[ F. G. ]
KIESEWETTER, Raphael Georg, Edler von Wiesenbrunn (uncle to Ambros the historian of music), Imperial councillor, and learned author on musical subjects, born at Holleschau in Moravia, Aug. 29, 1773; settled in Vienna in 1794. In 1816 he began to form a collection of scores of the old masters, and made his house a rendezvous for the first musicians of Vienna. There also during Advent, Lent, and Holy Week, a first-rate amateur choir performed the principal works of the old Italian composers, and of Bach, Handel, etc. He died Jan. 1, 1850, at Baden (Beethoven's Baden) near Vienna, but was buried in the cemetery at Vienna, 'vor der Währinger Linie.' He was ennobled for his services as an official in the Kriegsrath, taking his title from his estate. Innumerable societies elected him a member in acknowledgement of his services as a musician. He left his musical MSS. and his correspondence with musical men of letters to Alois Fuchs, and to the court library his invaluable collection of scores, with the condition that they should be kept together as the 'Fond Kiesewetter.'
That he was a most prolific writer the following list of his printed works will show.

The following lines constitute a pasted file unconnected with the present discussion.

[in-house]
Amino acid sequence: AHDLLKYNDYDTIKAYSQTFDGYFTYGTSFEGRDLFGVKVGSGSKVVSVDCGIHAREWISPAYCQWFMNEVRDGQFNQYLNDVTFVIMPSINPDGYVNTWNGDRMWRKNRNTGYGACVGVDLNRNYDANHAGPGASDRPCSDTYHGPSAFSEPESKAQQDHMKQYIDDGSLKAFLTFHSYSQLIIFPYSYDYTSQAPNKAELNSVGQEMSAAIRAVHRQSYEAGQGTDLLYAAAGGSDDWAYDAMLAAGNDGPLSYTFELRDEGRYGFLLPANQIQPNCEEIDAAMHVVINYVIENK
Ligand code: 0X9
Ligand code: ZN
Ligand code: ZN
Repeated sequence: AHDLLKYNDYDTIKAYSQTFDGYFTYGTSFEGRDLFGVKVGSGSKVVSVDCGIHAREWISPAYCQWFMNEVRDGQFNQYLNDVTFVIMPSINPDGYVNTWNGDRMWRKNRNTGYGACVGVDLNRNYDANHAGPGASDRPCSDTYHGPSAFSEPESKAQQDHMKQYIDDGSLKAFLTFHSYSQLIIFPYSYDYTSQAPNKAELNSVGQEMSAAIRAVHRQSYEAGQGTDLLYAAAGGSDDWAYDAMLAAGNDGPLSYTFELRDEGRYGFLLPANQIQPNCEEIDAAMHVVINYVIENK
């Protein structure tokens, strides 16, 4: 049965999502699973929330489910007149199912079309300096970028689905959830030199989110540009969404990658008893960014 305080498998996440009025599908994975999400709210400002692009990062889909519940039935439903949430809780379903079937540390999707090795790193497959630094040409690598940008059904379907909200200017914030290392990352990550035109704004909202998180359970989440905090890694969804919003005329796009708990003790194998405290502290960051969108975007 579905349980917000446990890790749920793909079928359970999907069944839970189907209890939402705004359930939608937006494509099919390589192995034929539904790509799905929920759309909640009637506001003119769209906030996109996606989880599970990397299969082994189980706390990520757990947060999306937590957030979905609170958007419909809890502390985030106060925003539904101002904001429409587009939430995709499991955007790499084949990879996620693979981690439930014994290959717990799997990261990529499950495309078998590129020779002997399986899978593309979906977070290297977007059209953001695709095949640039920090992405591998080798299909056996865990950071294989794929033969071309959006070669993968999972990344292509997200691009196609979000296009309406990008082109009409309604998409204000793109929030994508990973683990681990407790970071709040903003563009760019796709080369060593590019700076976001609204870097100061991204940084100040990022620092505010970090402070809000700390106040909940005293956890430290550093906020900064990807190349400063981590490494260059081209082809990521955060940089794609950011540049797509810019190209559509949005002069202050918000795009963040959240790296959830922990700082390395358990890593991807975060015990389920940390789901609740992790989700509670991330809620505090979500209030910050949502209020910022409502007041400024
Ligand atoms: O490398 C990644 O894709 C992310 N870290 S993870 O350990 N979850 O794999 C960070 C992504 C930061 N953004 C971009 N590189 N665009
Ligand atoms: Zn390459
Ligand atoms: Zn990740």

1. 'Die Verdienste der Niederländer am die Tonkunst' (received the gold prize-medal, Amsterdam 1828). 2. 'Geschichte der europaisch-abendländischen, das ist; unserer heutigen Musik' (Breitkopf & Härtel, 1834, 2nd ed. 1846). 3. 'Ueber die Musik der Neugriechen,' with remarks on ancient Egyptian and ancient Greek music; 3 treatises (ibid. 1828). 4. 'Guido von Arezzo,' life and works (Ibid. 1840). 5. 'Schicksale und Beschaffenheit des Weltlichen Gesanges,' from the early Middle Ages down to the discovery of the dramatic style and rise of opera (ibid. 1841). 6. 'Die Musik der Araber,' from original sources (Ibid. 1842). 7. Ueber das Leben, und die Werke Palestrina's,' a condensation of Baini's work left unpublished by Kandler; edited with preface and remarks (ibid, 1834). 8. 'Der neuen Aristoxenes zerstreute Aufsätze' (ibid. 1846). 9. 'Ueber die Octave des Pythagoras,' supplement to the preceding (Vienna 1848). 10. 'Catalog ueber die Sammlung der Partituren alter Musik,' etc. (Vienna 1847), with preface and appendix 'Gallerie der alten Contrapunctisten,' a selection from their works, chronologically arranged. Also about 50 scattered articles in different periodicais, reviews, etc.